Wonder Woman Review: Why Critics and Fans Are Gushing Over It
Wonder Woman, starring Gal Gadot and directed by Patty Jenkins (of Monster fame) had an insurmountable task ahead- the success or failure of the movie would shape up how the DC universe plays out and whether at all there is a market for female superheroes.
The presumed battle for dominance over the superhero movie-verse between Marvel and DC has mostly seen the former take an unassailable lead over the latter in terms of quality, scale, and critical reception from both fans and reviewers. Marvel has maintained a juggernaut of one win after another with a wide assortment of offerings for fans, from Iron Man, Captain America, Avengers to more unconventional stuff like Deadpool, Dr. Strange to a genre-defying gritty drama like the highly-acclaimed Logan. On the other hand, DC has suffered from insipid movie-making (although I disagree for Batman v Superman and even Man of Steel. Only Suicide Squad, which also had its good parts, was horribly edited) and has been a critical failure.
Can you remember any superhero movie with a female lead which did well at the box office? Catwoman? Elektra? Both were miserable flops. And Marvel, despite its all success, has the Black Widow playing only a side role in the Avengers movies. Things will probably change after Captain Marvel starring Brie Larson, but that is a long way ahead.
So how has Wonder Woman fared so far? With a 93% Rotten Tomatoes score and a blockbuster opening weekend, the movie has grossed $240 million worldwide currently. Many expect it to touch the billion-dollar mark, though that may be a long shot.
So why has Wonder Woman been so extremely popular and garnering rave reviews all over. As a staunch fan of DC and all its characters since childhood, and taking the reaction of movie critics to Batman v Superman in particular, here are the main reasons why Wonder Woman has been such a resounding success:
Bright Vibrant Colors
Compared to the grim and disturbing premise of Batman v Superman, which was layered with shades of dark and grey that you could literally feel yourself gripped with a sense of doom and calamity, Wonder Woman starts off in the bright, glorious world of Themyscira where a young Diana watches in awe and wonder at all the magnificent Amazons dressed in bright armor and training like total badasses.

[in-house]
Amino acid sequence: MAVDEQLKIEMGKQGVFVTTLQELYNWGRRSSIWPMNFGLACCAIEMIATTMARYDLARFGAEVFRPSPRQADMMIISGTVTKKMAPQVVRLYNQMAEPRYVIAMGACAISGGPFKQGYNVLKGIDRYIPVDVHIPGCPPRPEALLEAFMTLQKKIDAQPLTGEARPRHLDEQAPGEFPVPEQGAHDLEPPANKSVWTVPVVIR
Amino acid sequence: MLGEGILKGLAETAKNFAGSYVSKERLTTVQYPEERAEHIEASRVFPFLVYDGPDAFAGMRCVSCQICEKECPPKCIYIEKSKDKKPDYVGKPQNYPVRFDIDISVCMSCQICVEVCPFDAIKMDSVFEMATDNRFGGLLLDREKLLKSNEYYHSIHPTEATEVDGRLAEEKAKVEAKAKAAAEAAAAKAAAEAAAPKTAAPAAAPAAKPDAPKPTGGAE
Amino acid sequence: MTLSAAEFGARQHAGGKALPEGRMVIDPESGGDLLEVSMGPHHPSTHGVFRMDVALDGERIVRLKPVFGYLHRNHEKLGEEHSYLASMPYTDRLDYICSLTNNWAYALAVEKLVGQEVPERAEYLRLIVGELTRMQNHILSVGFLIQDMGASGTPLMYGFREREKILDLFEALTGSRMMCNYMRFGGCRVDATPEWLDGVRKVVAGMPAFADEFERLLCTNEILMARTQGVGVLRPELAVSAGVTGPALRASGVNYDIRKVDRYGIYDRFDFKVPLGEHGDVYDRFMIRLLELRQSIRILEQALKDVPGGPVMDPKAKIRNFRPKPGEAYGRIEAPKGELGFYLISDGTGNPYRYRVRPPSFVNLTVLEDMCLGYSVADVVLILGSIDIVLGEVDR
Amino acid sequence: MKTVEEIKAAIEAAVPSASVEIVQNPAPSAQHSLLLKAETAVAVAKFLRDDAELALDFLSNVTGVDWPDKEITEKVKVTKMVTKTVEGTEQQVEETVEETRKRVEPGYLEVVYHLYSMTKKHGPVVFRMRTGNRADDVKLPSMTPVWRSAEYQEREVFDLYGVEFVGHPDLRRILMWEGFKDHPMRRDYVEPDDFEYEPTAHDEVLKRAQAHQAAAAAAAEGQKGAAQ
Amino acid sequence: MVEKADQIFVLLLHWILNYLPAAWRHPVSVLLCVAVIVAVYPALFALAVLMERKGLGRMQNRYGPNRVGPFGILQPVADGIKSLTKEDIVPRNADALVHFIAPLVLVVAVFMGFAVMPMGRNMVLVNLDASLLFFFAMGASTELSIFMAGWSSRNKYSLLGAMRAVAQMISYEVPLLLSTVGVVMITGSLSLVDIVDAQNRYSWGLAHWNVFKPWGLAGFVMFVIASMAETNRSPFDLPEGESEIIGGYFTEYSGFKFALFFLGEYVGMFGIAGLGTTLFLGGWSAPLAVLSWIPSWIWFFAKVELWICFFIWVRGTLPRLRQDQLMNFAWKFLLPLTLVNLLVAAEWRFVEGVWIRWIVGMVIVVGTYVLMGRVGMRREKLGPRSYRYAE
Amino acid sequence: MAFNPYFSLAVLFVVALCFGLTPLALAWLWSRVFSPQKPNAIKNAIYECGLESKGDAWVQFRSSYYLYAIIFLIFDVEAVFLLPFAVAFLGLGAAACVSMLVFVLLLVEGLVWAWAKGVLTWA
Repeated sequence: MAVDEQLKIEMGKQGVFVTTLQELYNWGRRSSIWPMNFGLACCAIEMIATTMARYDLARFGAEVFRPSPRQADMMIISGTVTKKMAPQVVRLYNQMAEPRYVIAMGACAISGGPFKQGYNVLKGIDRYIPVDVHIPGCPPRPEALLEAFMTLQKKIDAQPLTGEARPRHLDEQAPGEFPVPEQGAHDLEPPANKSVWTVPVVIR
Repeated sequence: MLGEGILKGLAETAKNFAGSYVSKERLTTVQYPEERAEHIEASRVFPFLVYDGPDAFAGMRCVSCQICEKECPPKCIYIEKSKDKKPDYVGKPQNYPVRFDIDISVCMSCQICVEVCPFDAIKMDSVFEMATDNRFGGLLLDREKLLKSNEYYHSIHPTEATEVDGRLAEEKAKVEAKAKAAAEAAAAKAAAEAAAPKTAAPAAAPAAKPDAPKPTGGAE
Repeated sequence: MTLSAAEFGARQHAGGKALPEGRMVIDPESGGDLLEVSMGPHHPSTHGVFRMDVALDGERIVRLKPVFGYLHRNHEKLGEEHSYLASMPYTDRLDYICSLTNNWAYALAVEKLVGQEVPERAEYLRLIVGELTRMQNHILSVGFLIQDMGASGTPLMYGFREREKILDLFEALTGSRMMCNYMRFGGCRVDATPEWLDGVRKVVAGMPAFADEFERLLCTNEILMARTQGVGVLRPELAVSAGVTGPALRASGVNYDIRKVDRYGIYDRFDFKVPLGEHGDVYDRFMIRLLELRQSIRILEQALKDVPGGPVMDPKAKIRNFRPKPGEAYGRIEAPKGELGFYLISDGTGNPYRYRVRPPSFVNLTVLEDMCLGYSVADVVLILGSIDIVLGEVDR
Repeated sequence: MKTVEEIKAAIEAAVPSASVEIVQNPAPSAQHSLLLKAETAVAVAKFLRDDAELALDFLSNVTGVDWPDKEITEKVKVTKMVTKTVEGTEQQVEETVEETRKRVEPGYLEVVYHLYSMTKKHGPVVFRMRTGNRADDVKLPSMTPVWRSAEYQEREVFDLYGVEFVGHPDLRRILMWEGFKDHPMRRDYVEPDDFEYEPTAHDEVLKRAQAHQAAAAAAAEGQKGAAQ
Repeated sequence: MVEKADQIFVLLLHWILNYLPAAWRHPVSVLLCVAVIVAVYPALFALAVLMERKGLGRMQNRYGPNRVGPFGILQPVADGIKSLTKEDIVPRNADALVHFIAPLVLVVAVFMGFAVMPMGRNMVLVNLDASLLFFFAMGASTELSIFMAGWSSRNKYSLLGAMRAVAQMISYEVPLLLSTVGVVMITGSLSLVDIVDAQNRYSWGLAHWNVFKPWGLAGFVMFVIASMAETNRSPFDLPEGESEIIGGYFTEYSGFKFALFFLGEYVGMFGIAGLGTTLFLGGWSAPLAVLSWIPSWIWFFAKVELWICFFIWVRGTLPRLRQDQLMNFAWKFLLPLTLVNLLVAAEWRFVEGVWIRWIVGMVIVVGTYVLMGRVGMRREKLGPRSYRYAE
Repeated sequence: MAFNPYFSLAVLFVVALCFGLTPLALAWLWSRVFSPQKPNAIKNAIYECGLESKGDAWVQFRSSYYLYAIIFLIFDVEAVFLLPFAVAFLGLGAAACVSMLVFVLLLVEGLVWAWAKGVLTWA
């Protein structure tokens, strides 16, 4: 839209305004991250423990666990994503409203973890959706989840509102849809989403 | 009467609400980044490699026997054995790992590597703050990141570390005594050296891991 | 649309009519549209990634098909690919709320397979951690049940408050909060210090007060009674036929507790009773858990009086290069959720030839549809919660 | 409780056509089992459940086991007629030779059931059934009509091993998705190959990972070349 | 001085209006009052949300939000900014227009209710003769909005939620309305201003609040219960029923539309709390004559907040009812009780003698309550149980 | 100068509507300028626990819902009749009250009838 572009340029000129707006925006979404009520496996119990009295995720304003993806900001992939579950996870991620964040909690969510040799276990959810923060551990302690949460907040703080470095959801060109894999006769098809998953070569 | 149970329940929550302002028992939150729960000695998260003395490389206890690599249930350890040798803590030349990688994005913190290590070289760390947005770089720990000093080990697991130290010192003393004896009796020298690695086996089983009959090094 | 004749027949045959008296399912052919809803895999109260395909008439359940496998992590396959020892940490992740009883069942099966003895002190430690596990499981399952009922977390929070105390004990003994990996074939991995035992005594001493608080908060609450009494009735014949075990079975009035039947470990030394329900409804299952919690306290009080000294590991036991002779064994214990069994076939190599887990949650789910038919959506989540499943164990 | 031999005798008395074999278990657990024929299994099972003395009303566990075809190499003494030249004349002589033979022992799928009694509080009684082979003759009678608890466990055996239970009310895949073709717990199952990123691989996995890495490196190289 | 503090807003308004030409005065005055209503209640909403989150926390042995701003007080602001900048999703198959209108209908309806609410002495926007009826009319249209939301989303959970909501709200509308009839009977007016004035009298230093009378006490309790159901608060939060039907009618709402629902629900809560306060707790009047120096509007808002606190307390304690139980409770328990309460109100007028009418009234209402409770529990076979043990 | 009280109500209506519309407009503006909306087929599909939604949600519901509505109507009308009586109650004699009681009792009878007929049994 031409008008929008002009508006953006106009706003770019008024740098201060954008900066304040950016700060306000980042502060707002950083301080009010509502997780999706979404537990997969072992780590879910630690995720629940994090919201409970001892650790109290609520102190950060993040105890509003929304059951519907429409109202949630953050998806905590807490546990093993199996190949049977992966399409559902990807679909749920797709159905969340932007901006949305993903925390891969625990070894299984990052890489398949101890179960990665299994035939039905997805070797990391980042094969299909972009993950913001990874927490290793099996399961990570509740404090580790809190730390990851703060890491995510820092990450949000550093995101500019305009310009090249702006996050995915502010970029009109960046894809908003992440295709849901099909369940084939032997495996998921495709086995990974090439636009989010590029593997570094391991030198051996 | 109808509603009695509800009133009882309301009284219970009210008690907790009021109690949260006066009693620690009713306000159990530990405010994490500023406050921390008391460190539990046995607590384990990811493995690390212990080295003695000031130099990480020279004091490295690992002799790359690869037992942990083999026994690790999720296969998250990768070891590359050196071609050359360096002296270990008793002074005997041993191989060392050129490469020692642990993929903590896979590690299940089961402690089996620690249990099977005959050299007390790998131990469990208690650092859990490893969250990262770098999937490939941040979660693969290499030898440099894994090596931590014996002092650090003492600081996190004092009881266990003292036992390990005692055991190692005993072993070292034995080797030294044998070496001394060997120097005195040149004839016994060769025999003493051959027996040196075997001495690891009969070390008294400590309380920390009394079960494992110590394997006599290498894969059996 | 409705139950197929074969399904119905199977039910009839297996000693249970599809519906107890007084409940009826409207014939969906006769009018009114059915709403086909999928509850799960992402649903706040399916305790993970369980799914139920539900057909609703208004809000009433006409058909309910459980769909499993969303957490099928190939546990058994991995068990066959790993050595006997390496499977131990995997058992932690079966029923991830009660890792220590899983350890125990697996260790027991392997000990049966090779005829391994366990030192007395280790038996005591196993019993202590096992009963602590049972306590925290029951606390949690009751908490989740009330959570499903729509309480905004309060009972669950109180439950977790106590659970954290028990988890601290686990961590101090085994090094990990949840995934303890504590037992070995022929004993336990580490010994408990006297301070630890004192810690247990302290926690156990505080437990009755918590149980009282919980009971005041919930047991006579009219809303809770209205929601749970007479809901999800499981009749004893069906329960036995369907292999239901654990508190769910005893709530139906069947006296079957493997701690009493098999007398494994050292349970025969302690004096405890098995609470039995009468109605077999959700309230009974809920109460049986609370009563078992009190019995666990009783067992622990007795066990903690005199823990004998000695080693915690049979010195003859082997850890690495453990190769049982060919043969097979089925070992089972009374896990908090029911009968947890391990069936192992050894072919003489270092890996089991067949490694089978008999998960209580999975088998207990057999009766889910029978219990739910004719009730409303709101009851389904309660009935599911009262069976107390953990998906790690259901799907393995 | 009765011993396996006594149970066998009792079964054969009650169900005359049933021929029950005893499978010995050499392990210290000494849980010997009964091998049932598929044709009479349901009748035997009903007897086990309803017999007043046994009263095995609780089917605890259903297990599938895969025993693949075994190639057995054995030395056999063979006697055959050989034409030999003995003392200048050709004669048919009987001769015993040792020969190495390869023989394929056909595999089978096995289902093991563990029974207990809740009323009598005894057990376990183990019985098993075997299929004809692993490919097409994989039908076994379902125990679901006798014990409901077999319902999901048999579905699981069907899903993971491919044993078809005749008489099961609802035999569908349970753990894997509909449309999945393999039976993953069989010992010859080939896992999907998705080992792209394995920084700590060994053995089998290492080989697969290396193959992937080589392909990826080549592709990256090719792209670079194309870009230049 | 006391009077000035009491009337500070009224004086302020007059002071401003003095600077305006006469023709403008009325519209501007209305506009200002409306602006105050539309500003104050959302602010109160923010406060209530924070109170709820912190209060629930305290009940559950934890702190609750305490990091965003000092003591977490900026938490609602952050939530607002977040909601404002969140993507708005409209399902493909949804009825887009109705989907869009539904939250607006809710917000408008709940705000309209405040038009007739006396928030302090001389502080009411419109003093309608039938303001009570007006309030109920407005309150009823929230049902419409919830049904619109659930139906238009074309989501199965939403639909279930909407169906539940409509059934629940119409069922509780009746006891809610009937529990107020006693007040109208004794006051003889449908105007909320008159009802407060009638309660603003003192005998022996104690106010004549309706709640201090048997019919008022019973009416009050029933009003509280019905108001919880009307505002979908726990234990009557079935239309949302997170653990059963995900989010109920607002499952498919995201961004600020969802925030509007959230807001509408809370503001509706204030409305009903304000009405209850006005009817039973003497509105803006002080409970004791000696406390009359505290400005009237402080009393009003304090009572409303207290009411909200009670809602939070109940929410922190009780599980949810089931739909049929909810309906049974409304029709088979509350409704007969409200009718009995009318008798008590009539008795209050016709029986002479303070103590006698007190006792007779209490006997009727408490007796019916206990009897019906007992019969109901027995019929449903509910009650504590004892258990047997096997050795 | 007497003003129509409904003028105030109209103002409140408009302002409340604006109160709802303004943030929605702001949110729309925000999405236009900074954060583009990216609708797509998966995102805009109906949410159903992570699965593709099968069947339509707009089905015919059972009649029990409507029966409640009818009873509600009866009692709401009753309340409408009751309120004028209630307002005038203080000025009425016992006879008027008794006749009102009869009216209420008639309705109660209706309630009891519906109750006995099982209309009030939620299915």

Even during the later parts of the movie, when we enter the midst of the first World War, Wonder Woman is in blazing form with her blitzkrieg action sequences and sparkling battle armour, with the action never becoming jarring to watch.
A Celebration of Feminism and Classic Superhero Tropes
Wonder Woman kicks patriarchy in the nuts. Fiercely feminist, it is a reflection of strong females making a niche for themselves in the male-dominated corporate world. Among scoffing and sneering men who probably deem a woman unworthy in their presence, let alone listen to her opinions, Diana holds her own and is not a wimpy lass who would indulge in irreverent behavior.
Another winning point with Wonder Woman is the celebration of classic superhero tropes. Enough of disturbed individuals and characters driven by revenge. Diana is purely driven by her desire to see goodness in the world and her charming naivety in figuring out the way the world of men works and her horror at the atrocities man is capable of make for some really captivating viewing. In fact, we need more of such heroes whom we can celebrate and cheer because of the innate goodness of their character.
Witty Humor, Strong Characters and A Powerful Message
While Batman v Superman was really low on comedy (I can actually only recall the scene with Wonder Woman as the funny part while preparing for battle against Doomsday), Wonder Woman is laced with witty repertoires. Most of the comedy is provided by the interaction of Diana with Steve Trevor, played with aplomb by Chris Pine, and his secretary. One grouse I had with the movie was a lack of a powerful villain- Ares wasn’t just developed enough.
Last but not the least, Wonder Woman also serves as a convincing anti-war movie and a zeal to do something good for the weak and the destitute who are usually ignored as collateral damage during war. Overall, it is a winner on all counts. DC must profusely thank Patty Jenkins for not only bringing back DC in the game but for also making female superheroes a force to reckon with. Hail Diana!